I like this book a lot. This is a very generic sort of writing book in the sense that it doesn’t really give you anything specific to work with or apply to your work in progress, but it does talk a lot about the hows and whys of what makes a story work and makes readers keep reading. It’s inspiring and makes you think about about your characters and story in a new way.
GMC: Goal, Motivation, and Conflict by Debra Dixon
This one is a super short read but important and provides the kind of foundation every author needs. It’s one of those texts that is referenced in so many other craft books and classes, you can’t go wrong by reading the original for yourself.
Self-Editing for Fiction Writers by Renni Browne, Dave King
This book is “controversial” because many of their editing examples are classic novels where they show how those passages would be written today and people don’t like when you edit their favs, I guess. But it’s an amazing resources for training yourself to see the errors in your own writing and improve your draft with each pass through.
I’m a bad scriptwriter in that I have never been able to get through the original Save The Cat, even though it’s supposed to be the gold standard. It was just too dry for me! But this guide is very readable and really gives you an overview of the classic Save the Cat formula from a novel writing perspective.
The Emotion Thesaurus: A Writer’s Guide to Character Expression by Becca Puglisi, Angela Ackerman
This is an unusual entry in that, unlike the others on this list, this isn’t the kind of book you just sit down and read cover to cover. Instead, it’s a thesaurus where you look up ways to “show” your character experiencing an emotion rather than “tell.” So when you’re character is afraid, you can quickly flip to the entry on fear and see lots of examples to inspire how you can craft a moment so your reader feels with the character instead of just saying, “He was afraid,” This is the rare book that is MUCH more useful as an eBook because you can leave the Kindle Cloud Reader open in another tab while writing and look up entries on the fly using search as you write.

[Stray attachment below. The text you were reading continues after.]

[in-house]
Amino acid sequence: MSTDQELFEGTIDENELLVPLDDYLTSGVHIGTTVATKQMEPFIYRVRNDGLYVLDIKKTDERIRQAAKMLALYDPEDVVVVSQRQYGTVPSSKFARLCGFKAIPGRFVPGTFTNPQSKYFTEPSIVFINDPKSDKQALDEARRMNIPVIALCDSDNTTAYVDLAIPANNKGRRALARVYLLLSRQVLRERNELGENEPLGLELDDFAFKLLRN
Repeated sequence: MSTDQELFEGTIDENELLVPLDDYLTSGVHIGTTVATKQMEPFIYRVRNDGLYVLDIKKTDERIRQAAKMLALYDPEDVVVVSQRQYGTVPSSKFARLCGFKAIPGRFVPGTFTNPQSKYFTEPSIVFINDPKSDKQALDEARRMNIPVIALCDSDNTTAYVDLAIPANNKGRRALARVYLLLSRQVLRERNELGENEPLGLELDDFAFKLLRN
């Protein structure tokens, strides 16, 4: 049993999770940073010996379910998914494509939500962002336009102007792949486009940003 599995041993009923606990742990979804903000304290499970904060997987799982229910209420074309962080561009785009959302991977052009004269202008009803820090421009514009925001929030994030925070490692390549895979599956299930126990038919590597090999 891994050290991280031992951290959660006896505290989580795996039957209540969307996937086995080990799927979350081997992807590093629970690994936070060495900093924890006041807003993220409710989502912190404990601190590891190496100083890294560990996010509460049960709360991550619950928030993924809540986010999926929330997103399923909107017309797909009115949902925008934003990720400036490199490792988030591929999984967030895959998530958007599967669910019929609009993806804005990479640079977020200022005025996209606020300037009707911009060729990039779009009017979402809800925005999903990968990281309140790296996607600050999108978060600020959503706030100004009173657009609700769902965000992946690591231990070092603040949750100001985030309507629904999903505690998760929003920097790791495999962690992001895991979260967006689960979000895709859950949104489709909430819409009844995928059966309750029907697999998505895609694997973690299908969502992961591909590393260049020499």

The Heroine’s Journey by Gail Carriger
Gail Carriger is one of my all time favorite authors so I was so excited when she wrote a writing book! There’s a lot of scholarship out there about how the traditional Hero’s Journey structure is centered on a white cis straight male Western perspective and that stories from other cultures and perspectives have their own structure that doesn’t fit into that pattern. This delves into one of those such alternate story structures, one that matches many of my favorite books and movies.
Story Genius by Lisa Cron
Ugh, this book. I am always hesitant to recommend it because I think the information in it is good, but the examples Cron uses have led many any author astray. I actually read this book three times before I felt like I had a way her method was useful to me and then it was only because I realized that what she was touting as a revolutionary new method was actually the same character arc creation method that’s been around forever under a new terms (you can see Weiland’s take on the same material here.) All that said, once you get past the weird examples and realize she’s just offering her take on an old idea and not inventing anything new, there’s some great info on how to craft a book around your character’s positive change arc. Plus she gives you a good checklist of exactly how to go about it during the planning stages.